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Washington hunter trying to keep pheasant count high
By Bob Frye
Sunday, August 7, 2005

Brian Hanna has this year, as he always does, saved some of his vacation days to go pheasant hunting. He's hoping they won't be wasted. Hanna, who lives near Washington in Washington County, takes Fridays and Mondays throughout November to take his beagles and English setter out chasing ringnecks.

This year, though, there will be fewer birds out there to find. The Pennsylvania Game Commission, forced to cut $3 million from its 2004-05 budget while it seeks a license fee increase, is stocking just 100,000 birds this fall instead of its normal 200,000.

"I'm just appalled by that," Hanna said. "Every time I think about it I get upset. I mean, I'm a deer hunter, too, but especially if we want to keep our kids interested in hunting, small game is what we need." Hanna, with the help of a Wilkes-Barre man, is trying to make sure hunters have it. Hanna and Jay Delaney have teamed up to create a Web site,, that is aimed at organizing the state's pheasant hunters.

One of their chief goals is to get as many names as possible on an on-line petition and convince commissioners and lawmakers to find the money to put more ringnecks out there. Hanna and Delaney said they want more pheasants not so much for adults like themselves, but for junior hunters who are just now deciding whether they want to be involved in the sport.

Ironically, though, junior hunters will feel the pinch of fewer pheasants as sharply as anyone else. In trying to get the best return on the birds it will stock, the commission is trimming the number of pheasants released for the special youth-only pheasant hunt from 18,000 to 15,000, said Carl Riegner, chief of the commission's propagation division. None of those birds will be allotted to sportsmen's clubs for mentored hunts.

"We felt that with the cut in production, those 2,000 birds would better serve the public by putting them in the regular program," Riegner said.

Hunters of all ages will notice the cutback in other ways, too.

Typically, the commission does one pre-season stocking of pheasants, three in-season stockings and one late-season stocking after Christmas. This year, there will be just one pre-season and two in-season stockings. Some areas that have gotten birds in the past may not get any either.

"My recommendation would be to service the sportsmen where they have the best access to the birds, like state game lands, state parks and federal lands, as opposed to private lands in one of our co-op programs," Riegner said.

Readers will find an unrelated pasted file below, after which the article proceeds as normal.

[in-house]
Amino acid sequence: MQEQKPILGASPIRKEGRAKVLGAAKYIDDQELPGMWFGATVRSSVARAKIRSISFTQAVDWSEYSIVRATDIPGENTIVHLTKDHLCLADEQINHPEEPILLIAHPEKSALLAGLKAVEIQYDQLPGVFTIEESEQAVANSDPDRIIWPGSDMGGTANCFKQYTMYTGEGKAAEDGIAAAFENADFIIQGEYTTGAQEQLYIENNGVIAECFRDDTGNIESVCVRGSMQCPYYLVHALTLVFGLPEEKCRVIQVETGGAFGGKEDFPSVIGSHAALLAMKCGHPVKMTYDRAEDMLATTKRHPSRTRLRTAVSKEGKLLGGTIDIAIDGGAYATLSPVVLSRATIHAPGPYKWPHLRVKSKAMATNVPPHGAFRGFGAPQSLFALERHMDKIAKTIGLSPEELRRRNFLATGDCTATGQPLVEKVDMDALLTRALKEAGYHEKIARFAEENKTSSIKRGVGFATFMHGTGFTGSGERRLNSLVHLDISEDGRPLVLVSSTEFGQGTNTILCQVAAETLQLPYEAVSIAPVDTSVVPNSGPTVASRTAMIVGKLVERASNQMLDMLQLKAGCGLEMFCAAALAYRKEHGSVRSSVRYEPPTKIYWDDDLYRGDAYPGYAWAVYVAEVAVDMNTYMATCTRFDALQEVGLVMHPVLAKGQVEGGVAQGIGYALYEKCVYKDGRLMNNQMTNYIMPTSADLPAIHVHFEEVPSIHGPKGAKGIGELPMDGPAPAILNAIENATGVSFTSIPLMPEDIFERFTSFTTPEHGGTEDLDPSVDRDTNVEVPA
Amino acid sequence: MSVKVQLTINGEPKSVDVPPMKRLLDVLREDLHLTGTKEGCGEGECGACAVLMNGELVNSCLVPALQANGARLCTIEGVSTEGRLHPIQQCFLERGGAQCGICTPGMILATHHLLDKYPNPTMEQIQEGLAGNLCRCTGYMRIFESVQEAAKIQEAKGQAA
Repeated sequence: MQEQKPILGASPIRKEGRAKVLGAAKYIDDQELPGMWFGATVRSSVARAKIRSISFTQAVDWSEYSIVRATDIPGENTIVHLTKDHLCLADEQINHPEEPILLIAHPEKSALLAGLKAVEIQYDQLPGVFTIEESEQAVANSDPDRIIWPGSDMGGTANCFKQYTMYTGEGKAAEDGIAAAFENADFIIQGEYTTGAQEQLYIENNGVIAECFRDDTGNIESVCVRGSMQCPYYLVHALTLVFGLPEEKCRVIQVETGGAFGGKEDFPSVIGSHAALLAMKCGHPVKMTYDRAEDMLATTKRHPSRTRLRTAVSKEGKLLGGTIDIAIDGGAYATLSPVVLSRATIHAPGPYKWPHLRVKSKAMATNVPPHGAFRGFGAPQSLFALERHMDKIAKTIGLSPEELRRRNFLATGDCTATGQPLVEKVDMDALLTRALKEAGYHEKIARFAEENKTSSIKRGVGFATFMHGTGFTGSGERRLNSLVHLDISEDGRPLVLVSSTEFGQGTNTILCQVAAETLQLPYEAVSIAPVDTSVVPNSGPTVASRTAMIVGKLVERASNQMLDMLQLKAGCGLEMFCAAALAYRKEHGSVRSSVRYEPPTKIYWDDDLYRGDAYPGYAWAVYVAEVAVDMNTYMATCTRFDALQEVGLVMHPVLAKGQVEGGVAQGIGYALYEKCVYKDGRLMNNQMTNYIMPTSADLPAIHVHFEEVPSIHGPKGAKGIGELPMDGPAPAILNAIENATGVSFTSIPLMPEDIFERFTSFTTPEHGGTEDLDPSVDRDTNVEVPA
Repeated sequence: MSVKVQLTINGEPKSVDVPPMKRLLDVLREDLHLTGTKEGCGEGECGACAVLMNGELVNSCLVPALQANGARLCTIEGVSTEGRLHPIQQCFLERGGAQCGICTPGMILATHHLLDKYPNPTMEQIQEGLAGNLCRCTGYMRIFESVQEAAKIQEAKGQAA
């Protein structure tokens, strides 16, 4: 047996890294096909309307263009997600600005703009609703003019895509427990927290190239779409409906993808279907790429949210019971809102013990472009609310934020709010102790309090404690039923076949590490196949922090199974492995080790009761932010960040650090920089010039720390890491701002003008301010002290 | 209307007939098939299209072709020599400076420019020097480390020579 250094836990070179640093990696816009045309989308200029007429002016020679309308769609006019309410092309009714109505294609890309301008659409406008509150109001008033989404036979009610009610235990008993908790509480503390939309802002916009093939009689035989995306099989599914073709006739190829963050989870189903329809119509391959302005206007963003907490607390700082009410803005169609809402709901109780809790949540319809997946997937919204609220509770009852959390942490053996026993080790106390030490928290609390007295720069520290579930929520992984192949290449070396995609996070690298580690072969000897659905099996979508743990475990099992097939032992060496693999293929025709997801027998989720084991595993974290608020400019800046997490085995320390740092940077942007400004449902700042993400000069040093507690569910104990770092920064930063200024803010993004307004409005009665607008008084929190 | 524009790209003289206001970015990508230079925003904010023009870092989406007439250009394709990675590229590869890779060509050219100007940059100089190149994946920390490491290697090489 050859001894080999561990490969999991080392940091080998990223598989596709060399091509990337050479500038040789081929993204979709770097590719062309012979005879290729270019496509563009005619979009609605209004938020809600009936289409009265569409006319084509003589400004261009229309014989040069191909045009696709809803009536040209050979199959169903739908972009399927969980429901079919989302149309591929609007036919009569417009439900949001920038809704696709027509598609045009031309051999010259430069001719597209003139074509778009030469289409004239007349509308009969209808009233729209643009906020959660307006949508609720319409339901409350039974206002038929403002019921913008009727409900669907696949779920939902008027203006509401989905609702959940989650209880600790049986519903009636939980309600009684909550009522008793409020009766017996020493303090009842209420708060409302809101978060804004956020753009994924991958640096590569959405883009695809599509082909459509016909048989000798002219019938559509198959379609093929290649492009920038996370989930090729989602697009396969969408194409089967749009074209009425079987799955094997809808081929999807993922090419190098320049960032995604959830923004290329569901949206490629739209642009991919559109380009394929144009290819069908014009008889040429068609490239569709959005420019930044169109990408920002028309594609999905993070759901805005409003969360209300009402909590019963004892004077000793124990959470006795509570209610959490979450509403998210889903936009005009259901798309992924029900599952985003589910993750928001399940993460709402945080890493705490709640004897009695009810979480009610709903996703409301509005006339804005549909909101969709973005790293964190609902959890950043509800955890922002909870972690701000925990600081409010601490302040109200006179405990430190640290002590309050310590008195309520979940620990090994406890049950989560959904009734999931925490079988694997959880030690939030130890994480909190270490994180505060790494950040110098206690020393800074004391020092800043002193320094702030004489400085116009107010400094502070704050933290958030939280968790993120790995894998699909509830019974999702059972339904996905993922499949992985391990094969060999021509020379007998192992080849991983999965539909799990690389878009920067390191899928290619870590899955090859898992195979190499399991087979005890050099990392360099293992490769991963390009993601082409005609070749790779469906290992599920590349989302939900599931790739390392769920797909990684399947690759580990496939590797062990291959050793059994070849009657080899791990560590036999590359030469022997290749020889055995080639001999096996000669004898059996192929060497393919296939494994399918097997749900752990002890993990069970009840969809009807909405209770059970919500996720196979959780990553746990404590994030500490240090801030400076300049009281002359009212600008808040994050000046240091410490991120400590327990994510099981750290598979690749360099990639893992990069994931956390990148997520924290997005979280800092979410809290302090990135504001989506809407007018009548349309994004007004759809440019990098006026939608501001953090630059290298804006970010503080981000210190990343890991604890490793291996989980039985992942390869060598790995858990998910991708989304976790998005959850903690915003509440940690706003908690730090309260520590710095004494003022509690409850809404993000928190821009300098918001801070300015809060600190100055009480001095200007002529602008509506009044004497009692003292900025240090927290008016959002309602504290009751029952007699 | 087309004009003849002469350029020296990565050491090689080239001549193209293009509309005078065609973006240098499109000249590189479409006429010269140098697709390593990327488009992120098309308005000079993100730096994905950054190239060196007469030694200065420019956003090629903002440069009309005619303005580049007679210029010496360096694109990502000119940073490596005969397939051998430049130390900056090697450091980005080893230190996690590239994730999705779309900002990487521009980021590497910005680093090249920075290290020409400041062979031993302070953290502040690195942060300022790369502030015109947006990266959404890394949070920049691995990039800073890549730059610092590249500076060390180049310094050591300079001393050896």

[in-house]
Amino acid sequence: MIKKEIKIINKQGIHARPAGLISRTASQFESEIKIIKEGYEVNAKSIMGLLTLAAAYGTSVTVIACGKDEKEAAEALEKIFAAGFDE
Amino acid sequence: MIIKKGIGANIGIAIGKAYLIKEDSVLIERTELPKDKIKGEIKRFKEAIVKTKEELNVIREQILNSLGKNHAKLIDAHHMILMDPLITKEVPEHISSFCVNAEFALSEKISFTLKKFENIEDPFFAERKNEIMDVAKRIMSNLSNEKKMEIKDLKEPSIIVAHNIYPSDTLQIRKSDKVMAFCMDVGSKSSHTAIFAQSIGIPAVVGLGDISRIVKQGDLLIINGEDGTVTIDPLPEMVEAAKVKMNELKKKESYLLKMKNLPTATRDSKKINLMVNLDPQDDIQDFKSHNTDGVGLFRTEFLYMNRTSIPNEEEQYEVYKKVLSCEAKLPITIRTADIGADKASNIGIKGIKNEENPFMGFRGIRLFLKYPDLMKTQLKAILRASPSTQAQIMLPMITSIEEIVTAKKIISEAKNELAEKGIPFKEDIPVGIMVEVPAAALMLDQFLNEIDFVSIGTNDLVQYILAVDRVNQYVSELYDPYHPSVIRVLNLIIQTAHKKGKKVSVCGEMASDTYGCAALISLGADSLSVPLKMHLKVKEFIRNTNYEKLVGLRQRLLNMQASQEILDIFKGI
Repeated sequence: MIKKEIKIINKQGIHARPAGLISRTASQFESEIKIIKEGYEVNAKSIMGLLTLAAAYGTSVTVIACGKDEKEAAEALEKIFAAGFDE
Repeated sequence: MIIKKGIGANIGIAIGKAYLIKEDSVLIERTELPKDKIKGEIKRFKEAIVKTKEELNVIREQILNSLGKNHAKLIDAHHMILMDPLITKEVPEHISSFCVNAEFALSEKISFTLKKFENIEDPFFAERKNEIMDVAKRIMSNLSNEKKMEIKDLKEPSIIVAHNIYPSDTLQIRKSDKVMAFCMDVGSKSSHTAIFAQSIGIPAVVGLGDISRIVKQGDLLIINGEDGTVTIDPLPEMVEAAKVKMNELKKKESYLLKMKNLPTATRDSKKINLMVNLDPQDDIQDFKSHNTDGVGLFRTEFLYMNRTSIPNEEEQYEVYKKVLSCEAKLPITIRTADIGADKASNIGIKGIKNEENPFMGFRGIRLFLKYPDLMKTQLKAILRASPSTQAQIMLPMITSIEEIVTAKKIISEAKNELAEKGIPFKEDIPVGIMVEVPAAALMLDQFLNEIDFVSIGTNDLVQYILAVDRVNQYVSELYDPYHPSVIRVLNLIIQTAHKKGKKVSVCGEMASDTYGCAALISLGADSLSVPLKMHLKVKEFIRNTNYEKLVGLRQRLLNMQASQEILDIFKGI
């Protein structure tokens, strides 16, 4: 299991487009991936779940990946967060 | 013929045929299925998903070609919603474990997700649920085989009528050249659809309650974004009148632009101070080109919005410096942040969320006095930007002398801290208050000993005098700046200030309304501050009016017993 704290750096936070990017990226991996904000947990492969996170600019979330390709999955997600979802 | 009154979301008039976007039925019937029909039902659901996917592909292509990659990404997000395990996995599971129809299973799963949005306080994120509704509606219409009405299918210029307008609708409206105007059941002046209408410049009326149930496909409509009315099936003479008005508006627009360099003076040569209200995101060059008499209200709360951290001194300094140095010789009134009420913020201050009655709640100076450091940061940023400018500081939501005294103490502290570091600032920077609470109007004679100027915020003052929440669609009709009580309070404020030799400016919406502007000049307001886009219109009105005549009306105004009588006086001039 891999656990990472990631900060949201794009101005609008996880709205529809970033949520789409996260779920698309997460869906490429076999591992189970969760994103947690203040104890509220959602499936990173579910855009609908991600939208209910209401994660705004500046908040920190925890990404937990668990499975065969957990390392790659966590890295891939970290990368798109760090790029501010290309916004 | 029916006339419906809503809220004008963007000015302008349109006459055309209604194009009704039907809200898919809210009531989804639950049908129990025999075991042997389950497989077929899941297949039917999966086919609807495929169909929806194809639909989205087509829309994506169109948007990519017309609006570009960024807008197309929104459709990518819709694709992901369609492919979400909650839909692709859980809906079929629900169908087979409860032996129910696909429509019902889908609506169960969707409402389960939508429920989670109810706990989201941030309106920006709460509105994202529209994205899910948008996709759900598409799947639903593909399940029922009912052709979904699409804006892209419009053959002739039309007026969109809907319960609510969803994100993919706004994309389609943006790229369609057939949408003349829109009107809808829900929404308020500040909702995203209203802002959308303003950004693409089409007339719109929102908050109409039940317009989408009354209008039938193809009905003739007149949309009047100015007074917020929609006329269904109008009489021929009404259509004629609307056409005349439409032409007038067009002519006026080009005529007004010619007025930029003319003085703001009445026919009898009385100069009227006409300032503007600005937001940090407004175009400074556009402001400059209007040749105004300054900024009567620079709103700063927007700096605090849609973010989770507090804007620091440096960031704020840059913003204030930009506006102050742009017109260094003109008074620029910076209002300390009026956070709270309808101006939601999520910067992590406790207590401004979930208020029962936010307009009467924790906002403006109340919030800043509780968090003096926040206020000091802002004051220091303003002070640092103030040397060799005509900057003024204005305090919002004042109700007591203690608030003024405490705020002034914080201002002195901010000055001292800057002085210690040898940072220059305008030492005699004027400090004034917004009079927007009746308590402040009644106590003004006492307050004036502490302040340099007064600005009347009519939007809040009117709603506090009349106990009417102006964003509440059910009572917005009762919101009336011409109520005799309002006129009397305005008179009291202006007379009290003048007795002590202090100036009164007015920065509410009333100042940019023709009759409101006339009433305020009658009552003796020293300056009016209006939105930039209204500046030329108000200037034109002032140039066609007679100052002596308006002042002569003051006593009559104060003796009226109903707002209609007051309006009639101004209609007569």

Next fall's hunting won't be much better unless hunters can change someone's mind in a hurry. Riegner said that if the commission wants to stock 200,000 pheasants in 2006, he'll need to know that by October so that he can hold back hens for brood purposes.

Hanna and Delaney hope to present their petition -- which had attracted 371 signatures from across the state and West Virginia and Ohio as of Friday -- to Game Commissioners at their meeting Oct. 2-4.

In the meantime, they are also working to rally support for creation of a pheasant stamp. It would be required of anyone hunting pheasants, just like trout anglers need a trout stamp. The Pennsylvania Federation of Sportsmen's Clubs, working with state Rep. Bruce Smith, the York County Republican chairman of the House Game

and Fisheries Committee, have put together a coalition of groups to craft a license hike proposal. Their first-draft package calls for a pheasant stamp.

Most die-hard hunters would probably be OK with that on one condition, said Shon Robbins, Pheasants Forever's biologist for Pennsylvania and the northeast. They want to see the stamp money split between producing pen-raised birds and providing habitat for wild ones.

Hanna said he could support that, so long as stockings continue while the work of establishing wild pheasant populations progresses.

"I just think we have to maintain the hunter base we have until the habitat comes back. We can't do that without the birds," Hanna said.

Delaney agreed. The Game Commission published statistics in its own magazine in March showing that 61 percent of sportsmen are hunting small game less. The article further stated that hunters who give up small game are more likely to quit hunting altogether.

The commission needs to keep those hunters in the fold by giving them something to hunt, Delaney said.

"We're interested in promoting the heritage of our sport, the part about spending time with our families, all that stuff, that's why we're trying to take some time and give some information to the Game Commission," he said.

Bob Frye can be reached at or (724) 838-5148

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